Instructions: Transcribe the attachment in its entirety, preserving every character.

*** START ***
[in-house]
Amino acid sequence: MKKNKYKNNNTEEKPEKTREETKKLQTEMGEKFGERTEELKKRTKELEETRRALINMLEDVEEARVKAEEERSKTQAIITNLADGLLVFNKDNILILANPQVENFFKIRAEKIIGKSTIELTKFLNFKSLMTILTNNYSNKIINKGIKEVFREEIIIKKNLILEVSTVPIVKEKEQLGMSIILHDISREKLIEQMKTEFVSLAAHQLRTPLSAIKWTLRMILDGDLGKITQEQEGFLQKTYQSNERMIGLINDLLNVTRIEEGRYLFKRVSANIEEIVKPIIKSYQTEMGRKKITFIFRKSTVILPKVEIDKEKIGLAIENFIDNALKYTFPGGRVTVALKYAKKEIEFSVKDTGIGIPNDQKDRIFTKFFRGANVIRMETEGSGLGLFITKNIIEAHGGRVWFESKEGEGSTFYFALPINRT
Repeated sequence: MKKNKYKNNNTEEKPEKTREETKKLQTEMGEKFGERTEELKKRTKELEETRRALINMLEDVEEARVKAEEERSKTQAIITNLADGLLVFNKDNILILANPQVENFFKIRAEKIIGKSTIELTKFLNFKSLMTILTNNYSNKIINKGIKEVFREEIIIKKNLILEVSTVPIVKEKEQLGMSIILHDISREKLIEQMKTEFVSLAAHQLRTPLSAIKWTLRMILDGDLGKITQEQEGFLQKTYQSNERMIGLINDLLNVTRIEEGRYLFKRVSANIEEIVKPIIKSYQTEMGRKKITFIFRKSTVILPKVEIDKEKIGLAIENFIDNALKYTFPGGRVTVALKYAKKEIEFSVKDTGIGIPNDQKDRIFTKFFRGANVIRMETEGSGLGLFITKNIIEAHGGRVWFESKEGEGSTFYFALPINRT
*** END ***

[in-house]
Amino acid sequence: MKKNKYKNNNTEEKPEKTREETKKLQTEMGEKFGERTEELKKRTKELEETRRALINMLEDVEEARVKAEEERSKTQAIITNLADGLLVFNKDNILILANPQVENFFKIRAEKIIGKSTIELTKFLNFKSLMTILTNNYSNKIINKGIKEVFREEIIIKKNLILEVSTVPIVKEKEQLGMSIILHDISREKLIEQMKTEFVSLAAHQLRTPLSAIKWTLRMILDGDLGKITQEQEGFLQKTYQSNERMIGLINDLLNVTRIEEGRYLFKRVSANIEEIVKPIIKSYQTEMGRKKITFIFRKSTVILPKVEIDKEKIGLAIENFIDNALKYTFPGGRVTVALKYAKKEIEFSVKDTGIGIPNDQKDRIFTKFFRGANVIRMETEGSGLGLFITKNIIEAHGGRVWFESKEGEGSTFYFALPINRT
Repeated sequence: MKKNKYKNNNTEEKPEKTREETKKLQTEMGEKFGERTEELKKRTKELEETRRALINMLEDVEEARVKAEEERSKTQAIITNLADGLLVFNKDNILILANPQVENFFKIRAEKIIGKSTIELTKFLNFKSLMTILTNNYSNKIINKGIKEVFREEIIIKKNLILEVSTVPIVKEKEQLGMSIILHDISREKLIEQMKTEFVSLAAHQLRTPLSAIKWTLRMILDGDLGKITQEQEGFLQKTYQSNERMIGLINDLLNVTRIEEGRYLFKRVSANIEEIVKPIIKSYQTEMGRKKITFIFRKSTVILPKVEIDKEKIGLAIENFIDNALKYTFPGGRVTVALKYAKKEIEFSVKDTGIGIPNDQKDRIFTKFFRGANVIRMETEGSGLGLFITKNIIEAHGGRVWFESKEGEGSTFYFALPINRT